So you’re getting ready to buy your first house or maybe upgrading to a larger one to accommodate your growing family. First things first: check on that credit score. Not looking as good as you thought it would?
There are a variety of things that can cause an unexpected drop in your credit score. The good news is most of them are pretty easy to fix. Read on for advice on how to address some common causes of credit score drops.
1) You missed a payment or made a late payment.
Did you know your payment history accounts for 35% of your credit score? While most companies don’t report a payment that’s a few days late to credit bureaus if you pass 30 days or more, expect it to show up on your credit report.
How to fix it: Everyone makes a mistake now and then and misses a bill. You can prevent this from happening in the future (and get that credit score back up) by enrolling in automatic payments with your lenders, your utility companies, and other regular service providers. It’s also not a bad idea to sign up for e-statements so you don’t risk having bills get lost in the mail.
2) Your credit utilization rate has changed.
Maybe you bought a new computer, paid for a family vacation, or bought some new furniture last month on your credit card. Even if you plan to pay it off in full this month, a change in your credit utilization ratio can quickly alter your credit score. The Consumer Financial Protection Bureau recommends keeping that credit utilization ratio under 30%. That means if your credit card offers you a $15,000 line of credit, and you spend $4,500 or more one month, your credit score will drop.
How to fix it: While it’s important to try and keep that credit utilization rate low, sometimes you’ll want to make large purchases on a credit card whether for security reasons when making a purchase online or to gather credit card rewards points. Consider asking your creditor for a credit line increase to avoid going over that 30% utilization rate in the future. And, if you do make a large purchase on your credit card, pay it off ASAP.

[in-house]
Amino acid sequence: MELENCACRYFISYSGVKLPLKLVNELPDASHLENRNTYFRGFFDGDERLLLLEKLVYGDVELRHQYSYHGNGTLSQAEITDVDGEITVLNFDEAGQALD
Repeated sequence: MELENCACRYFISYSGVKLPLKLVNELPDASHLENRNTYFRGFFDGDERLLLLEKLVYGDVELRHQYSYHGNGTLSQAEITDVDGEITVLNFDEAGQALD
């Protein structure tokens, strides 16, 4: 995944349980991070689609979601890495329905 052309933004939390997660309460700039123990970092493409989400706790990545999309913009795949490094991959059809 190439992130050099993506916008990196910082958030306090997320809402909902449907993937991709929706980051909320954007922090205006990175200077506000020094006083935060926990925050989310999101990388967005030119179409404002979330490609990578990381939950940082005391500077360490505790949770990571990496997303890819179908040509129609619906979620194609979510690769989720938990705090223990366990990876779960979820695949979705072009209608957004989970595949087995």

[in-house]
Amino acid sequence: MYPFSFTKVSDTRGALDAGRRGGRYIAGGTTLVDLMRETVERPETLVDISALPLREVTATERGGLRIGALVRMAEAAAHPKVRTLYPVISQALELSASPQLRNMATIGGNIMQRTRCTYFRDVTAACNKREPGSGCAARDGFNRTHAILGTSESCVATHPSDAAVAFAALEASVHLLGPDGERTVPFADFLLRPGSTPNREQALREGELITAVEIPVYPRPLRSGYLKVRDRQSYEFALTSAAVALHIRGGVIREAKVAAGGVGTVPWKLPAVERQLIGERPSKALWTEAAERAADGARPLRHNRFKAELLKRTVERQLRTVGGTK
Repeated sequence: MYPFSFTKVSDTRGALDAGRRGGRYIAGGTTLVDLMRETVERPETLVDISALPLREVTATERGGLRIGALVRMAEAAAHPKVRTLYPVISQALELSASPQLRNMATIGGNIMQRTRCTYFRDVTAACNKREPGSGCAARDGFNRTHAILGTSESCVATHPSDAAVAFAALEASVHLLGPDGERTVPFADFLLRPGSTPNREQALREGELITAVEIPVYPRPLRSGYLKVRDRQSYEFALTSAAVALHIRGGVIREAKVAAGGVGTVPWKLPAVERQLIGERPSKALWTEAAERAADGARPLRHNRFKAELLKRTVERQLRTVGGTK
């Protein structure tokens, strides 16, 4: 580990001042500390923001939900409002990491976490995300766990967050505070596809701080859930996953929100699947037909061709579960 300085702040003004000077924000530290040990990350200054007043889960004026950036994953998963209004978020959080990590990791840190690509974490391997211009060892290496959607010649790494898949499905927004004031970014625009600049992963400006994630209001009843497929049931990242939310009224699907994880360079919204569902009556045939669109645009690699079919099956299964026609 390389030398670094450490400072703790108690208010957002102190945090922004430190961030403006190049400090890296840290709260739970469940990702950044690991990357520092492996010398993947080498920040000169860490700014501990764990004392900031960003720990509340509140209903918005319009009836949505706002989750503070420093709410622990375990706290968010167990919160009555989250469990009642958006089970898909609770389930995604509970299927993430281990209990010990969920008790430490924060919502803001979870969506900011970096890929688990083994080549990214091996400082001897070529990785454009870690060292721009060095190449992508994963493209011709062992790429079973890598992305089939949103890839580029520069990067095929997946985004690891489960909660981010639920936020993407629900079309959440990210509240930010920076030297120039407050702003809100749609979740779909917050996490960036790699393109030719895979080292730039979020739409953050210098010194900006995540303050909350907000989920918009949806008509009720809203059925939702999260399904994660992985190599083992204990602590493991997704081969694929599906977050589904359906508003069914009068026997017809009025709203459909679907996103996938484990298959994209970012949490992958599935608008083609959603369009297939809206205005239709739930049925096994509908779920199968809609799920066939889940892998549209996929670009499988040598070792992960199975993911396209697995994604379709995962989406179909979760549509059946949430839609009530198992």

3) You’ve recently applied for or opened new lines of credit.
You’re feeling proud of yourself because you shopped around for an auto loan, found a great rate, and just purchased a new car. But wait. All that shopping around for a lender might have put a ding in your credit score. Every time a lender makes a hard inquiry into your credit, it has the potential to lower your credit score. Plus, opening that new line of credit probably shifted your credit utilization ratio, too.
How to fix it: If you’re shopping around for an auto or mortgage loan, do it in a short window of time (less than 30 days). Typically credit bureaus will group such credit inquiries all together. But if you’re shopping for a new credit card, keep in mind that every credit check for a new card will likely cause your score to take a hit. Also, if you’re getting ready to make a big purchase, like a new home, avoid opening new lines of credit for at least a year ahead of time.
4) There’s an error on one or more of your credit reports.
If you see an unexpected drop in your credit score and you haven’t applied for any loans or credit cards lately, haven’t made a large purchase on a card, or missed any loan payments, there could be an error on your credit report. Perhaps a lender is noting a paid-off loan as still open, or maybe a collection is showing that isn’t accurate.
How to fix it: Start by requesting free copies of your credit report from the three major credit bureaus. Check each of them carefully for errors, and if you find one, you can initiate a dispute with the credit bureau and also contact the lender or collections agency reporting the disputed item and ask them to correct it in their credit reporting.
Need more help getting your credit score in order? Check out our credit score improvement ebook for some tips. And once you’re ready to get that mortgage loan process started, our team of expert OVM Financial loan officers is here to help. Give us a call, or start your application online.
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